DYNAMIC Blitzbok centre Steven Hunt says one of the secrets to success in the fast-paced and increasingly popular sevens format of rugby is to see space on the field and to use it correctly.
The former Grey High flyer, who had to pull out of the Nelson Mandela Bay Sevens at the last minute because of an ankle injury, says the days of individualistic play has passed in sevens.
Hunt has also predicted that sevens will get even more competitive than it already is as more countries eye a gold medal when the sport is played at the 2016 Olympic Games in Rio de Janeiro.
“It is every sportsmen’s dream to go to the Olympics. It is definitely a goal of mine but so much can happen in four years.”
Hunt says tactics are vital in sevens and the Blitzbokke are fortunate to have several outstanding players in their squad for the Nelson Mandela Bay leg of the world series.
“The time of being a brilliant individual sevens player is over. Now you have to use your teammates and run into space,” Hunt said.
“In sevens you have to put in the hard work and never give up – and you must have the ability to see space. This is not an individual game any more.”
Hunt played in the Grey High first XV in 2006, alongside Tim Whitehead (Sharks) and JJ Engelbrecht who have gone to make names for themselves in the 15-man form of the game.
“I was playing for the Western Province Under-21 team when coach Paul Treu was scouting for players with ability to play sevens,” Hunt said.
“At the end of the season I was invited to a camp to see how I would do and whether I would fit in. It all started there and I made my debut for the Blitzbokke in Wellington, New Zealand, in 2010.
Hunt has now become an established member of the SA Sevens team and would have been one of the stars of the Port Elizabeth leg of the World Series this weekend had he not been forced out by injury.
Hunt paid tribute to coach Treu who has played a major role in turning the Blitzbokke into one of the most feared teams on the world sevens series circuit.
“In the sevens business there is nobody better than coach Paul. He is incredible and knows the game like the back of his hand.
“He is hard on his players, but that is his way of doing things. It has worked and he has been a very successful coach. We can all take our hats off to him.”
During his time with the national team, Hunt has struck up a good relationship with star Blitzbokke player Cecil Afrika, who also hails from Port Elizabeth.
“Other than him being a great person, it has been wonderful to play outside him at centre while he is at flyhalf. I have got so much respect for the way that he plays the game.
“One day I will be able to look back on the fact that I have a good relationship with Cecil and that we play well together. Cecil will be a sevens hero one day.”
Hunt says he has been following the progress of the EP Kings and is excited about the imminent debut of the Southern Kings in Super Rugby.
“It is awesome for the area that the Kings are playing Super Rugby. In the past, EP rugby was brilliant in the Currie Cup competition when they played against teams like Western Province and Transvaal in days gone by.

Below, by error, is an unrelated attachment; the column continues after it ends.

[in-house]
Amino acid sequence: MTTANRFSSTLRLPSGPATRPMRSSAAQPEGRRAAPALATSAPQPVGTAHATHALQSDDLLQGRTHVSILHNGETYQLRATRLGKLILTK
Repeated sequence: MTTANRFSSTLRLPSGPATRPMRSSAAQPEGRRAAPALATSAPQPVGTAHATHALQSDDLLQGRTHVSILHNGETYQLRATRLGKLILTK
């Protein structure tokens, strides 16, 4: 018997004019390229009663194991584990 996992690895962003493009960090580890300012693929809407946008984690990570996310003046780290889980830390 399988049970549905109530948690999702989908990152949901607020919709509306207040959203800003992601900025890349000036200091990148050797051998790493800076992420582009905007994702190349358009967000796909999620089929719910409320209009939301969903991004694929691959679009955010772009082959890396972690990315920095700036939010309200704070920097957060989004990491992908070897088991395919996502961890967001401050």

“Now is the time to get top rugby back to this part of the country and let it grow. The Kings have signed some new players and I think they can punch their weight in Super Rugby.
“We trained at the Nelson Mandela Bay Stadium this week and saw the great facilities for Super Rugby.”
Hunt says travelling around the world and experiencing different cultures is one of the big bonuses of playing for the national side.
“Obviously it is not a holiday for us but it is fantastic to see so many different places. We have just come from Dubai and that is a very different sort of place.
“I always enjoy going to England and Twickenham is a very prestigious venue. I have been fortunate enough to play there twice and had good tournaments on both occasions so I enjoy the stadium. Visiting different countries you see lots of different cultures and people and that is cool.”
Hunt says he really enjoys playing sevens because it is a quick, fast-thinking game.
“My contract comes to end this season so we will have to wait and see what happens from there. My goal is to play sevens up until 2016 when it will be played at the Olympics in Rio.”
Asked whether he would consider playing 15-man rugby full-time, Hunt said: “I am not sure at this stage. I enjoy the 15-man game and have played four Currie Cup matches for Western Province.
“If I get a chance to play 15-man rugby again I will definitely take it. I will see how it goes, though I would not like to leave sevens at this stage.”
Hunt says the Blitzbokke’s toughest opponents on the world circuit are usually New Zealand, Fiji, Samoa and England.
“Things, however, can change from season to season and this year we did not expect Portugal to be so good, Now all the teams are coming through and the United State are coming together and getting good players.
“Now in sevens it is the team is on the day. When I started, there were always two easy pool games on the first day and things started getting difficult on the second day,
“Now the game is growing immensely and countries are putting more money into sevens and paying the players more as they eye the Olympic Games.
“In four years it will be a different ball game, with not just teams like Fiji and New Zealand being major threats. There will be all sorts of teams in contention.”
When he is not playing rugby, Hunt is busy studying for a BComm in marketing, which he hopes will help him stay involved in sport when his playing days come to an end.
“The sporting industry is what I am interested in and I would love to go into sports marketing.”
This is a version of an article that appeared in the print edition of the Weekend Post on Saturday, December 8, 2012.